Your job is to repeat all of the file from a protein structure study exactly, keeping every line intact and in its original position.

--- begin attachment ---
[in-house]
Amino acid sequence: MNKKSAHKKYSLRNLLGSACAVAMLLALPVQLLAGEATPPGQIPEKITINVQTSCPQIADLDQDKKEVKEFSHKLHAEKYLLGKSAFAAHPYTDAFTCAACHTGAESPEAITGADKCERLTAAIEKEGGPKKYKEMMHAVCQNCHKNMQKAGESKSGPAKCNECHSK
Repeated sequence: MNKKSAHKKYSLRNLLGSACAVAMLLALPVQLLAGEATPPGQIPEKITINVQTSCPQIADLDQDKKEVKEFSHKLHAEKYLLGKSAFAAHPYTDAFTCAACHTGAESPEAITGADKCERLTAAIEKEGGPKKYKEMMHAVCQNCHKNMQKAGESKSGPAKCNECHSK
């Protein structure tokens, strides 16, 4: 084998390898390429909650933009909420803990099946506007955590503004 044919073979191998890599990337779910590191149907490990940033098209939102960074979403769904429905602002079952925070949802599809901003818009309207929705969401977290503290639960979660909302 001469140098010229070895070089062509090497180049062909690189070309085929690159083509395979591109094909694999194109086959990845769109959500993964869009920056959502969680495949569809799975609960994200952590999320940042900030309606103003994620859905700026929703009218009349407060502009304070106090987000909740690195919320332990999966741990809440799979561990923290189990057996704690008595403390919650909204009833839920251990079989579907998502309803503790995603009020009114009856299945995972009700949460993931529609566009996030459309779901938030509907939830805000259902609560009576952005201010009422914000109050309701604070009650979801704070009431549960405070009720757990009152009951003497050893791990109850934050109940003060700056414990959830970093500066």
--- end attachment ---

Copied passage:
[in-house]
Amino acid sequence: MNKKSAHKKYSLRNLLGSACAVAMLLALPVQLLAGEATPPGQIPEKITINVQTSCPQIADLDQDKKEVKEFSHKLHAEKYLLGKSAFAAHPYTDAFTCAACHTGAESPEAITGADKCERLTAAIEKEGGPKKYKEMMHAVCQNCHKNMQKAGESKSGPAKCNECHSK
Repeated sequence: MNKKSAHKKYSLRNLLGSACAVAMLLALPVQLLAGEATPPGQIPEKITINVQTSCPQIADLDQDKKEVKEFSHKLHAEKYLLGKSAFAAHPYTDAFTCAACHTGAESPEAITGADKCERLTAAIEKEGGPKKYKEMMHAVCQNCHKNMQKAGESKSGPAKCNECHSK
């Protein structure tokens, strides 16, 4: 084998390898390429909650933009909420803990099946506007955590503004 044919073979191998890599990337779910590191149907490990940033098209939102960074979403769904429905602002079952925070949802599809901003818009309207929705969401977290503290639960979660909302 001469140098010229070895070089062509090497180049062909690189070309085929690159083509395979591109094909694999194109086959990845769109959500993964869009920056959502969680495949569809799975609960994200952590999320940042900030309606103003994620859905700026929703009218009349407060502009304070106090987000909740690195919320332990999966741990809440799979561990923290189990057996704690008595403390919650909204009833839920251990079989579907998502309803503790995603009020009114009856299945995972009700949460993931529609566009996030459309779901938030509907939830805000259902609560009576952005201010009422914000109050309701604070009650979801704070009431549960405070009720757990009152009951003497050893791990109850934050109940003060700056414990959830970093500066």